The content of trans fats in foods and population intakes - public health implications

Project co-financed by:

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Description of the project:

Trans fatty acids (TFAs) are a well recognised risk factor in the development of cardiovascular diseases. They are not synthesised by the human body and not required in the diet. A number of other possible negative effects of a high intake of TFAs are also reported, including decreased birth weight and a negative effect on the developing brain in infancy. While naturally occurring TFAs can mostly be found in ruminant fats, most TFA intake is related to the consumption of industrial trans fat (ITF), which is found in partially hydrogenated oils (PHOs). PHOs are very cheap semiliquid or solid fats with attractive technological functions and therefore very attractive to the food industry. A very recent report reveals a substantial increase in the availability of TFAs in biscuits in the food supply in Slovenia. However, no other recent data are available about the availability of TFAs in the food supply or the intake by the population or different population groups. The project’s overall hypothesis is that, due to high consumers’ considerable exposure to TFAs, the use of ITF in foods should be limited. The major objectives of this project are therefore to identify the main sources of TFAs in the food supply, and determine TFA intakes in both the general population and key population groups. A key scientific challenge covered by this project is also to develop a methodological toolbox which will support the identification of specific populations with higher TFA intakes, to improve understanding of their dietary and lifestyle habits, and associated health risks. To inform policymakers with evidence needed for future decisions, this project will also address different strategies for limiting TFA intake. To meet these objectives, the project will be organised in the following three work packages (WPs):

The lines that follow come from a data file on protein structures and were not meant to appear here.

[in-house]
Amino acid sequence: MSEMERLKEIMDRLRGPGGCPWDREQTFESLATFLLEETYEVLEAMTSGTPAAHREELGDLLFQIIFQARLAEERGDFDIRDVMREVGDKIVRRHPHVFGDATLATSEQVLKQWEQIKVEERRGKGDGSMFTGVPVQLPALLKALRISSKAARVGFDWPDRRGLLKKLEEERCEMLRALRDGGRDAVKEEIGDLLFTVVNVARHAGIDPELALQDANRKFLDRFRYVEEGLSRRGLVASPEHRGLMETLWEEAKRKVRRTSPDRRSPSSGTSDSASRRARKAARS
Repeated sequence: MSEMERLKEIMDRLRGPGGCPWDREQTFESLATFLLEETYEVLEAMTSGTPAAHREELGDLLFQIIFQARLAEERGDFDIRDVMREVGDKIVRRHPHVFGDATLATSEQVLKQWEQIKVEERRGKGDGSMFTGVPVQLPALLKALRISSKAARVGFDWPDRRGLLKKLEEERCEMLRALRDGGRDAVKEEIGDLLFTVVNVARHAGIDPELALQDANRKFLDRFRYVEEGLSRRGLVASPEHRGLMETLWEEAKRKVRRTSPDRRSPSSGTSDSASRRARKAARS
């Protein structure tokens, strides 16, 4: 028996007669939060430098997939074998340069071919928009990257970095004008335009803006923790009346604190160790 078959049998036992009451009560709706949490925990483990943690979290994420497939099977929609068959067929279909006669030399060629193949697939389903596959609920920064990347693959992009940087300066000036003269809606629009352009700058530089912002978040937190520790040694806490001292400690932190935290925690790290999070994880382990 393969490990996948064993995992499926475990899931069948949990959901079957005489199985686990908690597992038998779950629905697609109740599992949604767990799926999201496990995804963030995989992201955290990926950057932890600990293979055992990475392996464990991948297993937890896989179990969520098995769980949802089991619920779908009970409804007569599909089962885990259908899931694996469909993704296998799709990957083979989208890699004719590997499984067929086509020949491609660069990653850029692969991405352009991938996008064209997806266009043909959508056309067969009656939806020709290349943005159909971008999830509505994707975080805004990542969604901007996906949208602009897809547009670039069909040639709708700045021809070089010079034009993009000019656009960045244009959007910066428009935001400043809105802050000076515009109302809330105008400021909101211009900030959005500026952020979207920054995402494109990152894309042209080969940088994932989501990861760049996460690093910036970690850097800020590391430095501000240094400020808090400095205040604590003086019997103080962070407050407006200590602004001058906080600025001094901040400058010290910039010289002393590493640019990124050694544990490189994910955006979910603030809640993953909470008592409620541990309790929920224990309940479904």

In the first WP, we will select foods to be analysed and perform chemical analyses of them, and upgrade the Slovenian food composition database and the Open Platform for Clinical Nutrition (OPEN) with the resulting new food composition data. The selection of foods will be made using an innovative approach of weighting based on 12month sales data for each product, assuring that the most commonly consumed products will be analysed. Fatty acid profiles will be determined using the derivatisation of lipids to fatty acid methyl esters, followed by gas chromatography.

In the second WP, we will investigate dietary intake of TFAs in various population groups with different methodological approaches. In one of the tasks this will be done using food consumption data collected in the EU MENU Slovenia project. A separate task will focus on the problem of identifying high consumers where a new methodology will be developed based on data about the availability of specific food products to individual persons. While this project will exploit the use of such an innovative approach to identify individuals with high TFA intakes, such a methodology will support scientific progress in many other areas of public health and nutrition. This WP will also investigate TFA intake during pregnancy and lactation, and investigate correlations with TFA levels in human milk.

In the third WP, we will quantify consumer awareness of the role of TFAs in human health, and their motivation and ability to process TFA-related food labelling information. To gain insights into country to country differences, the study will be conducted in Slovenia and the United Kingdom. The importance of various TFA-related food product attributes on consumer preferences will be exploited using a conjoint analysis. A cluster analysis will also be conducted to identify groups of individuals with similar preferences. This WP will also continuously evaluate the overall project results to assure timely information for key stakeholders and successful dissemination.

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Nutrition institute is engaged in research and education in the field of nutrition and advising the food industry in the formulation and labeling of foods. In the scope of the institute, research group Healthy Nutrition is established, which performs research on food and nutrition.